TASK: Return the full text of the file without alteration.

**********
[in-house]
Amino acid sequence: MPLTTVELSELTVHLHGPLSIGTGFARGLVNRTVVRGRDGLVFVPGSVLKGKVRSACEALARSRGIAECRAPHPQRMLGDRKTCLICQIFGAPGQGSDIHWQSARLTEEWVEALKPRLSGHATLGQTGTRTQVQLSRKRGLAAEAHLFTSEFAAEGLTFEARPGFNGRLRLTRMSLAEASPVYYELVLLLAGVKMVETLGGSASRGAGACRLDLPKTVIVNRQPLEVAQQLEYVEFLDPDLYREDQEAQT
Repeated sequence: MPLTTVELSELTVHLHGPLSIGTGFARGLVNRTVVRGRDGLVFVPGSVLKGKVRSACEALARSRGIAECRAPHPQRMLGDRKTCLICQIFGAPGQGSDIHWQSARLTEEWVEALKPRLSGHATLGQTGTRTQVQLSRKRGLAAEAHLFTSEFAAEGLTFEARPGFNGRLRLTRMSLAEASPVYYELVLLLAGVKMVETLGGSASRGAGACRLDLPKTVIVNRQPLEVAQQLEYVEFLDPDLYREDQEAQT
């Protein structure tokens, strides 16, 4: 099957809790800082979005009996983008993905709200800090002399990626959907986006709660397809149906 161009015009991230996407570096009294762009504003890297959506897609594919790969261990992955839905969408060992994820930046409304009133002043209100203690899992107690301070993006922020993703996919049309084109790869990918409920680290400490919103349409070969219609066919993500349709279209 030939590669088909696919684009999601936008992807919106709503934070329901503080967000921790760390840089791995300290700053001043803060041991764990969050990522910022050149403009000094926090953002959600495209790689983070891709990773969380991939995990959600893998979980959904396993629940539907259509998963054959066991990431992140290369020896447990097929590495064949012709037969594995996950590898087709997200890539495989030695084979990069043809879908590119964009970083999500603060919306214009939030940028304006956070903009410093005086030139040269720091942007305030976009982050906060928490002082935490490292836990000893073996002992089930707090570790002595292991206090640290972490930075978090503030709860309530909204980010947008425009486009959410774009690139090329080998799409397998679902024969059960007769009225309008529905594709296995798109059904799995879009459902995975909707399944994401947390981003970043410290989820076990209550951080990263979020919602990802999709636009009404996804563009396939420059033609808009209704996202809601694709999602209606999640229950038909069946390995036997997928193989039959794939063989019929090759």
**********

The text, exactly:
[in-house]
Amino acid sequence: MPLTTVELSELTVHLHGPLSIGTGFARGLVNRTVVRGRDGLVFVPGSVLKGKVRSACEALARSRGIAECRAPHPQRMLGDRKTCLICQIFGAPGQGSDIHWQSARLTEEWVEALKPRLSGHATLGQTGTRTQVQLSRKRGLAAEAHLFTSEFAAEGLTFEARPGFNGRLRLTRMSLAEASPVYYELVLLLAGVKMVETLGGSASRGAGACRLDLPKTVIVNRQPLEVAQQLEYVEFLDPDLYREDQEAQT
Repeated sequence: MPLTTVELSELTVHLHGPLSIGTGFARGLVNRTVVRGRDGLVFVPGSVLKGKVRSACEALARSRGIAECRAPHPQRMLGDRKTCLICQIFGAPGQGSDIHWQSARLTEEWVEALKPRLSGHATLGQTGTRTQVQLSRKRGLAAEAHLFTSEFAAEGLTFEARPGFNGRLRLTRMSLAEASPVYYELVLLLAGVKMVETLGGSASRGAGACRLDLPKTVIVNRQPLEVAQQLEYVEFLDPDLYREDQEAQT
């Protein structure tokens, strides 16, 4: 099957809790800082979005009996983008993905709200800090002399990626959907986006709660397809149906 161009015009991230996407570096009294762009504003890297959506897609594919790969261990992955839905969408060992994820930046409304009133002043209100203690899992107690301070993006922020993703996919049309084109790869990918409920680290400490919103349409070969219609066919993500349709279209 030939590669088909696919684009999601936008992807919106709503934070329901503080967000921790760390840089791995300290700053001043803060041991764990969050990522910022050149403009000094926090953002959600495209790689983070891709990773969380991939995990959600893998979980959904396993629940539907259509998963054959066991990431992140290369020896447990097929590495064949012709037969594995996950590898087709997200890539495989030695084979990069043809879908590119964009970083999500603060919306214009939030940028304006956070903009410093005086030139040269720091942007305030976009982050906060928490002082935490490292836990000893073996002992089930707090570790002595292991206090640290972490930075978090503030709860309530909204980010947008425009486009959410774009690139090329080998799409397998679902024969059960007769009225309008529905594709296995798109059904799995879009459902995975909707399944994401947390981003970043410290989820076990209550951080990263979020919602990802999709636009009404996804563009396939420059033609808009209704996202809601694709999602209606999640229950038909069946390995036997997928193989039959794939063989019929090759």